What a special father’s day treat for me, the chance to see Lawrence of Arabia, my all time favourite film again on the big screen, the film that started my film making journey…
The Rialto Cinema David Lean season started in Dunedin today and could not have been a more perfect father’s day gift for me. David Lean and Lawrence of Arabia have been such an important part of my life and a huge influence on my work.
Mark was really excited to come with me to see Lawrence of Arabia today. Like so many young people today, Mark was used to seeing the David Lean films on television through DVD and video. This was the first time Mark had seen a film in the cinema with an overture and an intermission. It was marvelous to watch Mark transfixed by this wonderful film, just as I had been all those years ago as an impressionable teenager.
I wrote about my discovery of cinema through Lawrence of Arabia for an occasional series on favourite films in Movie Maker magazine in the mid 1980s.
Read my article My Favourite Film reprinted from the December 1984 issue of Movie Maker here.
The opportunity to see David Lean’s final four films again on the big screen is a dream come true for me. It was Lawrence of Arabia which ignited my lifelong passion for cinema as an impressionable teenager. The impact of these four masterpieces on my film making has been immense. I was really sad when I saw that the four films were screening in a David Lean season in Auckland earlier this year and there was no way with all my commitments that I could get to see them. What joy that the season has now come to the Rialto Dunedin and I will be able to see all four films on the big screen as Lean had intended. Young people are so used to seeing these films on DVD and video, but nothing can compare with their power in the cinema.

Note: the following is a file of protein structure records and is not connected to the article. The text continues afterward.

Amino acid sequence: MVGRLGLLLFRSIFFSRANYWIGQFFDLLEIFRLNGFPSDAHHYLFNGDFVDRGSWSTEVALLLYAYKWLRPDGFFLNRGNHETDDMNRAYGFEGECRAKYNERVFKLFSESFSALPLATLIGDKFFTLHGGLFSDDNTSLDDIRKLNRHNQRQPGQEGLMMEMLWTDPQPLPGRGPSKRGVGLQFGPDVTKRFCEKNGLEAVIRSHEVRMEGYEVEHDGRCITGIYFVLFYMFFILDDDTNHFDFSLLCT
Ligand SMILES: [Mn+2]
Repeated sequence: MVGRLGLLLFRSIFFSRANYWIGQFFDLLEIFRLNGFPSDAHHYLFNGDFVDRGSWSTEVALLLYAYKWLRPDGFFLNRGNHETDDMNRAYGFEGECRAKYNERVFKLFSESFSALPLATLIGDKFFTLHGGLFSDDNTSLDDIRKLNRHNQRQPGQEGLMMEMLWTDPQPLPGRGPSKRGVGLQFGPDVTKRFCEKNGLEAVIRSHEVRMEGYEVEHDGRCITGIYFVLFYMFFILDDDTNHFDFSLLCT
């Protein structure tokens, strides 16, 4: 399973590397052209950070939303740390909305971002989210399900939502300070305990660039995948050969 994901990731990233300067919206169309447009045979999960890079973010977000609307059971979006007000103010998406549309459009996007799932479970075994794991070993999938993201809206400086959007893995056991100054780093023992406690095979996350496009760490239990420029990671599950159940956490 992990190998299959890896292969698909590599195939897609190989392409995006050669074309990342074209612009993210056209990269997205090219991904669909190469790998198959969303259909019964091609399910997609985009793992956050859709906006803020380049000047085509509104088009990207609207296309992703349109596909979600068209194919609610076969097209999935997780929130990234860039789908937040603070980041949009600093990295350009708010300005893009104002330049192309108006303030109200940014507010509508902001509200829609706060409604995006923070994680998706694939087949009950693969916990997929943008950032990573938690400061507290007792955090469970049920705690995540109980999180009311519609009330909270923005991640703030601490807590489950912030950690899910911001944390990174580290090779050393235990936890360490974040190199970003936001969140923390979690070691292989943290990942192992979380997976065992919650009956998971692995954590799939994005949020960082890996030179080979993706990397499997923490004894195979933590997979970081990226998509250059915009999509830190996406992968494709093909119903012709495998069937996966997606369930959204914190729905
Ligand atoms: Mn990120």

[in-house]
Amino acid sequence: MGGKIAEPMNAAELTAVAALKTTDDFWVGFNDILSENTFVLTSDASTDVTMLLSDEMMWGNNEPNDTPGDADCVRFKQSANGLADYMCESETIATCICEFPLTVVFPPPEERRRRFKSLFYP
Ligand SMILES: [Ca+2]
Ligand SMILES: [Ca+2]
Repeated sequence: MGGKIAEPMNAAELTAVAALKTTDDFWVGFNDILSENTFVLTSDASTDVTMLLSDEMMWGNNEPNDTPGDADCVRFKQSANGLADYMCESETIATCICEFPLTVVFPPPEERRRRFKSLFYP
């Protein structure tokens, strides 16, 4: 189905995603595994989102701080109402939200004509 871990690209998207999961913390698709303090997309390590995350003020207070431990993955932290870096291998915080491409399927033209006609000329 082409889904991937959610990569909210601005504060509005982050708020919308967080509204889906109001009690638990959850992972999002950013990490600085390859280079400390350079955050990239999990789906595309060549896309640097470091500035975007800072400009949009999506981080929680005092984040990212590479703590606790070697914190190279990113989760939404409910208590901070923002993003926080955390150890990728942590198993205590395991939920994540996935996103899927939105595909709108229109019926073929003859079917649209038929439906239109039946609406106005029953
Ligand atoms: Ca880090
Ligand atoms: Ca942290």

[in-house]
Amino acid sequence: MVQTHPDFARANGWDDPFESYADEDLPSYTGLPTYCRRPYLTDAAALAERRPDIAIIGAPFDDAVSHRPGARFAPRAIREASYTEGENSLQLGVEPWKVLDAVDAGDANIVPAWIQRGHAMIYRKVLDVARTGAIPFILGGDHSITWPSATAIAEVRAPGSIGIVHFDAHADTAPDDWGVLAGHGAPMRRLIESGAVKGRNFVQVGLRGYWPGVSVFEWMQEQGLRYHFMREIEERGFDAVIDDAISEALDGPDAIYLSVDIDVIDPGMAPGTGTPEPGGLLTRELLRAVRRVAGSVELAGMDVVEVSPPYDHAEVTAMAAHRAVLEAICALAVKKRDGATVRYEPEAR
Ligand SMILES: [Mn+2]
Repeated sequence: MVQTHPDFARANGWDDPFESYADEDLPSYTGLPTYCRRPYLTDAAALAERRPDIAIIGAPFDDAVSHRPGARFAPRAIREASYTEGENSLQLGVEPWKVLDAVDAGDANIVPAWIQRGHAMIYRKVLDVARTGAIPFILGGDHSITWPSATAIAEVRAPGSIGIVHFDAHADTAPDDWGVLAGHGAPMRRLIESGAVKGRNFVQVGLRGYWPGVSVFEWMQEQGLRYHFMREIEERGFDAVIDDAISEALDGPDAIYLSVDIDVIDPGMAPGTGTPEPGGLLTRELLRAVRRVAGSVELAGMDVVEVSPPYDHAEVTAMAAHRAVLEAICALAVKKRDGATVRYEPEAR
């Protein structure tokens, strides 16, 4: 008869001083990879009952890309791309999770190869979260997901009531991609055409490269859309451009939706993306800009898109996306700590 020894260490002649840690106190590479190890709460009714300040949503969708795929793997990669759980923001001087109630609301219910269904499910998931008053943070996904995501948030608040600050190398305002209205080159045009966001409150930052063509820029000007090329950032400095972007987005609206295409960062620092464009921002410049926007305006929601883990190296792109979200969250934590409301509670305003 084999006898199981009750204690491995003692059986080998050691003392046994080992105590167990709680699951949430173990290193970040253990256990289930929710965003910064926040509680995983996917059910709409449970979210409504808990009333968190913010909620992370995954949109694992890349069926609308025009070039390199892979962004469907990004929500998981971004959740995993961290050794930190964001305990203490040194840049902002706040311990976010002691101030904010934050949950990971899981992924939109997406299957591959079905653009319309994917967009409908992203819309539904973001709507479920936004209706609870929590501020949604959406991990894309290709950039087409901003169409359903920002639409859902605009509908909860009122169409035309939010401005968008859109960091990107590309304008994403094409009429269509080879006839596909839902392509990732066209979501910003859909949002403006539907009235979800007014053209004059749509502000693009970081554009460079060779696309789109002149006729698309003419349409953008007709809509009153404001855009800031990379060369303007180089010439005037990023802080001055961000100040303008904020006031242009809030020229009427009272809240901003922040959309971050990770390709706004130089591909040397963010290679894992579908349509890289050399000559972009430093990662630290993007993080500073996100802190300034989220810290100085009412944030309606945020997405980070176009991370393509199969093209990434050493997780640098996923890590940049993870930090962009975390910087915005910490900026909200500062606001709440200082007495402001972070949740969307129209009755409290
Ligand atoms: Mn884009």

Walking into the beautifully atmospheric Rialto cinema in Dunedin this afternoon to watch Lawrence of Arabia was just like my first visit to the cinema as a teenager, I was transfixed as that beam of light from the projection room lit the screen and the magic of this wonderful film had me captivated once more. This is cinema at its very best and something which television or video can never capture.
Good films can only be made by dedicated maniacs - David Lean
It was with great sadness that I learnt of the passing of Eddie Fowlie today, on the eve of publication of his memoirs David Lean’s Dedicated Maniac - Memoirs of a Film Specialist.
Eddie Fowlie was one of the last surviving members of David Lean’s Dedicate Maniacs, the faithful band of film makers who helped the great director achieve his elusive vision. Eddie also became on of David Lean’s closest personal friends.
Perhaps Eddie Fowlie will be best remembered for creating the Russian winter in a Spanish summer for Doctor Zhivago, creating vast snowy landscapes using tons of crushed white marble dust. Or perhaps even more remarkable, creating the idyllic woodland setting for the love scene in Ryan’s Daughter inside an old barn!
Your work lives on Eddie, in these magnificent films.